An industrial vehicle drives on top of a mound of waste at a landfill.

Landfill Methane Emissions

The atmos­pher­ic warm­ing poten­tial of methane gas is rough­ly 28 times that of car­bon diox­ide, based on its lifes­pan and abil­i­ty to absorb ener­gy. Munic­i­pal land­fills are the third largest source of human-relat­ed methane emis­sions nation­al­ly. In August 2016, the Envi­ron­men­tal Pro­tec­tion Agency (EPA) issued a final rule to reduce methane emis­sions from munic­i­pal land­fills; it went into effect in Octo­ber 2016

2016 Rule

2017-2021

  • March 2018

    In March 2018, Cal­i­for­nia Attor­ney Gen­er­al Xavier Becer­ra along with attor­neys gen­er­al from six oth­er states sent a 60-day notice of intent to sue to the EPA for its fail­ure to enforce the land­fill methane regulation.

  • May 2018

    Fol­low­ing the expi­ra­tion of the 60-day notice peri­od, Attor­ney Gen­er­al Becer­ra and attor­neys gen­er­al from sev­en oth­er states filed a law­suit to com­pel the EPA to imple­ment and enforce the land­fill methane reg­u­la­tion. The suit is based on the EPA’s fail­ure to (1) respond by Sep­tem­ber 30, 2017 to states that time­ly sub­mit­ted plans to imple­ment the reg­u­la­tion; and (2) impose fed­er­al plans on non-com­ply­ing states by Novem­ber 302017.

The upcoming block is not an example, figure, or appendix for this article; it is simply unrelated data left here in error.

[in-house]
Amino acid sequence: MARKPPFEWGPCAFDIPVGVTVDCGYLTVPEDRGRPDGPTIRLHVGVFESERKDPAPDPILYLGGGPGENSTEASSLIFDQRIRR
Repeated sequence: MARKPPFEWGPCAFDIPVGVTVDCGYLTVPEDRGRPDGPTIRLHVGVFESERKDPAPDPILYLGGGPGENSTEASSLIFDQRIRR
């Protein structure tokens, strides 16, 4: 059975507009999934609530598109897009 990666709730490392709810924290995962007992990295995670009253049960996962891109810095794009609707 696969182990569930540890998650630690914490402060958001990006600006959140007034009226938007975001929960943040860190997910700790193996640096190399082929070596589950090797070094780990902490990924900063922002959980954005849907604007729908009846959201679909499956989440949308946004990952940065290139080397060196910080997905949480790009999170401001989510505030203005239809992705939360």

• Decem­ber 2018

    In Decem­ber 2018, a fed­er­al dis­trict judge in Cal­i­for­nia denied EPA’s motion to dis­miss the law­suit, allow­ing the lit­i­ga­tion over the EPA’s fail­ure to imple­ment and enforce the 2016 rule to continue. 

  • Jan­u­ary 2019

    In Jan­u­ary 2019, a coali­tion of attor­neys gen­er­al and envi­ron­men­tal orga­ni­za­tions filed a motion for sum­ma­ry judg­ment, insist­ing that the court instruct the EPA to per­form its nondis­cre­tionary duty and enforce the 2016 rule.

  • May 2019

    The fed­er­al dis­trict court judge in Cal­i­for­nia, in May 2019, sided with the attor­neys gen­er­al in rul­ing on their motion for sum­ma­ry judg­ment. The court found that EPA had failed to com­ply with its nondis­cre­tionary duty to imple­ment the August 2016 final rule as required by the Clean Air Act. The court issued an injunc­tion order­ing the EPA to act on time­ly sub­mit­ted state imple­men­ta­tion plans by Sep­tem­ber 6, 2019 and final­ize a fed­er­al plan for non-com­ply­ing states by Novem­ber 62019.

  • June-July 2019